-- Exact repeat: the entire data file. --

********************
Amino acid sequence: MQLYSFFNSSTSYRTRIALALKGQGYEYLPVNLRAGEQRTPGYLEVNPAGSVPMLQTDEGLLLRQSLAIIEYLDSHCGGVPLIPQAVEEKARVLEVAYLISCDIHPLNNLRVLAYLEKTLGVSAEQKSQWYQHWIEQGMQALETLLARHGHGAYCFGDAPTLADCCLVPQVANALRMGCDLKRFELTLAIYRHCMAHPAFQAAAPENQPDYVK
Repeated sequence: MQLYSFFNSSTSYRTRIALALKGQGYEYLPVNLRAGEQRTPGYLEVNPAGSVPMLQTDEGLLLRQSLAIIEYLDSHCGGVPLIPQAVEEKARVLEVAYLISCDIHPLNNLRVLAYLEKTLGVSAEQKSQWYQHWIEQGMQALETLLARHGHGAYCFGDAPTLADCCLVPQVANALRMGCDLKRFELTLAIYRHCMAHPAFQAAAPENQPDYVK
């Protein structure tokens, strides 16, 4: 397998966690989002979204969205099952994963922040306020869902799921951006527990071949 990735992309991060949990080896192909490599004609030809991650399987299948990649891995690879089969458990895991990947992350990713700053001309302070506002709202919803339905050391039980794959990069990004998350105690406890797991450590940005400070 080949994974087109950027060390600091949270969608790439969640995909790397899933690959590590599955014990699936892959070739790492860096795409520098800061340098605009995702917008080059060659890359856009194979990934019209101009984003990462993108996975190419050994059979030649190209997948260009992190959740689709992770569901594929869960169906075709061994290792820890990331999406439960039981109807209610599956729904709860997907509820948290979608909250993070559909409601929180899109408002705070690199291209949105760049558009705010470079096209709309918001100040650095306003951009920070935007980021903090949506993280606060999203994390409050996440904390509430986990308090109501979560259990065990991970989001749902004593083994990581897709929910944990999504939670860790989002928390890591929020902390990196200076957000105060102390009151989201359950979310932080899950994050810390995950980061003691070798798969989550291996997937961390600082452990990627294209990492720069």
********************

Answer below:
Amino acid sequence: MQLYSFFNSSTSYRTRIALALKGQGYEYLPVNLRAGEQRTPGYLEVNPAGSVPMLQTDEGLLLRQSLAIIEYLDSHCGGVPLIPQAVEEKARVLEVAYLISCDIHPLNNLRVLAYLEKTLGVSAEQKSQWYQHWIEQGMQALETLLARHGHGAYCFGDAPTLADCCLVPQVANALRMGCDLKRFELTLAIYRHCMAHPAFQAAAPENQPDYVK
Repeated sequence: MQLYSFFNSSTSYRTRIALALKGQGYEYLPVNLRAGEQRTPGYLEVNPAGSVPMLQTDEGLLLRQSLAIIEYLDSHCGGVPLIPQAVEEKARVLEVAYLISCDIHPLNNLRVLAYLEKTLGVSAEQKSQWYQHWIEQGMQALETLLARHGHGAYCFGDAPTLADCCLVPQVANALRMGCDLKRFELTLAIYRHCMAHPAFQAAAPENQPDYVK
């Protein structure tokens, strides 16, 4: 397998966690989002979204969205099952994963922040306020869902799921951006527990071949 990735992309991060949990080896192909490599004609030809991650399987299948990649891995690879089969458990895991990947992350990713700053001309302070506002709202919803339905050391039980794959990069990004998350105690406890797991450590940005400070 080949994974087109950027060390600091949270969608790439969640995909790397899933690959590590599955014990699936892959070739790492860096795409520098800061340098605009995702917008080059060659890359856009194979990934019209101009984003990462993108996975190419050994059979030649190209997948260009992190959740689709992770569901594929869960169906075709061994290792820890990331999406439960039981109807209610599956729904709860997907509820948290979608909250993070559909409601929180899109408002705070690199291209949105760049558009705010470079096209709309918001100040650095306003951009920070935007980021903090949506993280606060999203994390409050996440904390509430986990308090109501979560259990065990991970989001749902004593083994990581897709929910944990999504939670860790989002928390890591929020902390990196200076957000105060102390009151989201359950979310932080899950994050810390995950980061003691070798798969989550291996997937961390600082452990990627294209990492720069």